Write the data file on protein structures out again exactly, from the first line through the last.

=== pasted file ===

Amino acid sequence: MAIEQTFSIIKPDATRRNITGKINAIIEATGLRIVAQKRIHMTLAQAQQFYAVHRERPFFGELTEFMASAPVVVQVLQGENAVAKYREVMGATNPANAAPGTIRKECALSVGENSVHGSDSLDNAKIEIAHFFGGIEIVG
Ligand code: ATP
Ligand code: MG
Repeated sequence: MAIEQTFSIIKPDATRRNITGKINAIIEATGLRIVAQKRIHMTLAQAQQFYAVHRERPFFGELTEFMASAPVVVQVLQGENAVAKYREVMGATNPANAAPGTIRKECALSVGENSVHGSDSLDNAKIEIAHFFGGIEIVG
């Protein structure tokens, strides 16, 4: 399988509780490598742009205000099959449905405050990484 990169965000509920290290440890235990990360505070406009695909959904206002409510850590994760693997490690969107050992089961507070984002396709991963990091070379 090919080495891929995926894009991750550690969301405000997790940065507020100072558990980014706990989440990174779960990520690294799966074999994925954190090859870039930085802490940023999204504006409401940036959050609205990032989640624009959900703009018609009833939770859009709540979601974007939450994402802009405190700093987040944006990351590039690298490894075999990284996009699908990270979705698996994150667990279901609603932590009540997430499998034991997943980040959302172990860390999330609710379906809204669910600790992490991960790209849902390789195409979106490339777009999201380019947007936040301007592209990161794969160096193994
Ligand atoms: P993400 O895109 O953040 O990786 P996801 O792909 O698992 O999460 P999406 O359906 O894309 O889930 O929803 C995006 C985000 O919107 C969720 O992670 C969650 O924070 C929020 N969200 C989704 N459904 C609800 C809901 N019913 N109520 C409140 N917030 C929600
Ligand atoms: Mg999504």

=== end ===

Amino acid sequence: MAIEQTFSIIKPDATRRNITGKINAIIEATGLRIVAQKRIHMTLAQAQQFYAVHRERPFFGELTEFMASAPVVVQVLQGENAVAKYREVMGATNPANAAPGTIRKECALSVGENSVHGSDSLDNAKIEIAHFFGGIEIVG
Ligand code: ATP
Ligand code: MG
Repeated sequence: MAIEQTFSIIKPDATRRNITGKINAIIEATGLRIVAQKRIHMTLAQAQQFYAVHRERPFFGELTEFMASAPVVVQVLQGENAVAKYREVMGATNPANAAPGTIRKECALSVGENSVHGSDSLDNAKIEIAHFFGGIEIVG
């Protein structure tokens, strides 16, 4: 399988509780490598742009205000099959449905405050990484 990169965000509920290290440890235990990360505070406009695909959904206002409510850590994760693997490690969107050992089961507070984002396709991963990091070379 090919080495891929995926894009991750550690969301405000997790940065507020100072558990980014706990989440990174779960990520690294799966074999994925954190090859870039930085802490940023999204504006409401940036959050609205990032989640624009959900703009018609009833939770859009709540979601974007939450994402802009405190700093987040944006990351590039690298490894075999990284996009699908990270979705698996994150667990279901609603932590009540997430499998034991997943980040959302172990860390999330609710379906809204669910600790992490991960790209849902390789195409979106490339777009999201380019947007936040301007592209990161794969160096193994
Ligand atoms: P993400 O895109 O953040 O990786 P996801 O792909 O698992 O999460 P999406 O359906 O894309 O889930 O929803 C995006 C985000 O919107 C969720 O992670 C969650 O924070 C929020 N969200 C989704 N459904 C609800 C809901 N019913 N109520 C409140 N917030 C929600
Ligand atoms: Mg999504």